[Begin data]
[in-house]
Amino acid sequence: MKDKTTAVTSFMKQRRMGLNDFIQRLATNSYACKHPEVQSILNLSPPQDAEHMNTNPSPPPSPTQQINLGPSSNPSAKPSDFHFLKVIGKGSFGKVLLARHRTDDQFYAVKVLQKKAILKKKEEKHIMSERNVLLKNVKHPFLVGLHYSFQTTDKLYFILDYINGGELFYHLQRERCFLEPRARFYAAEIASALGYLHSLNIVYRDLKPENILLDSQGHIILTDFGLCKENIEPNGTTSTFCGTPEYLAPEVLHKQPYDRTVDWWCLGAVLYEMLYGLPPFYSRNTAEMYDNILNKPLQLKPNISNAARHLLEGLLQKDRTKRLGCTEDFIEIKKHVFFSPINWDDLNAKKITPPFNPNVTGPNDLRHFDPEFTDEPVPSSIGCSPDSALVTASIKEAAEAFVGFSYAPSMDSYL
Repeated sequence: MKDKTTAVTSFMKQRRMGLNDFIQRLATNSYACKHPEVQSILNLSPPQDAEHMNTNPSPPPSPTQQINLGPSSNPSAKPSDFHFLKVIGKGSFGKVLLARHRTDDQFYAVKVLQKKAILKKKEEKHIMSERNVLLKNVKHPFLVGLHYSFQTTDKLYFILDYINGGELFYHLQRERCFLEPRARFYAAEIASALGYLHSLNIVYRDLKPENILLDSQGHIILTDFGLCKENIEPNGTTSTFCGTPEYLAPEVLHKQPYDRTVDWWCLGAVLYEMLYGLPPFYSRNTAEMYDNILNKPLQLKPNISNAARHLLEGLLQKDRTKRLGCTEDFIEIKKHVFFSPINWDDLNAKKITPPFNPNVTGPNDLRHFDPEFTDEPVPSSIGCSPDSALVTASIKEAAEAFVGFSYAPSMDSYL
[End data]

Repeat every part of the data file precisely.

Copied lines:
[in-house]
Amino acid sequence: MKDKTTAVTSFMKQRRMGLNDFIQRLATNSYACKHPEVQSILNLSPPQDAEHMNTNPSPPPSPTQQINLGPSSNPSAKPSDFHFLKVIGKGSFGKVLLARHRTDDQFYAVKVLQKKAILKKKEEKHIMSERNVLLKNVKHPFLVGLHYSFQTTDKLYFILDYINGGELFYHLQRERCFLEPRARFYAAEIASALGYLHSLNIVYRDLKPENILLDSQGHIILTDFGLCKENIEPNGTTSTFCGTPEYLAPEVLHKQPYDRTVDWWCLGAVLYEMLYGLPPFYSRNTAEMYDNILNKPLQLKPNISNAARHLLEGLLQKDRTKRLGCTEDFIEIKKHVFFSPINWDDLNAKKITPPFNPNVTGPNDLRHFDPEFTDEPVPSSIGCSPDSALVTASIKEAAEAFVGFSYAPSMDSYL
Repeated sequence: MKDKTTAVTSFMKQRRMGLNDFIQRLATNSYACKHPEVQSILNLSPPQDAEHMNTNPSPPPSPTQQINLGPSSNPSAKPSDFHFLKVIGKGSFGKVLLARHRTDDQFYAVKVLQKKAILKKKEEKHIMSERNVLLKNVKHPFLVGLHYSFQTTDKLYFILDYINGGELFYHLQRERCFLEPRARFYAAEIASALGYLHSLNIVYRDLKPENILLDSQGHIILTDFGLCKENIEPNGTTSTFCGTPEYLAPEVLHKQPYDRTVDWWCLGAVLYEMLYGLPPFYSRNTAEMYDNILNKPLQLKPNISNAARHLLEGLLQKDRTKRLGCTEDFIEIKKHVFFSPINWDDLNAKKITPPFNPNVTGPNDLRHFDPEFTDEPVPSSIGCSPDSALVTASIKEAAEAFVGFSYAPSMDSYL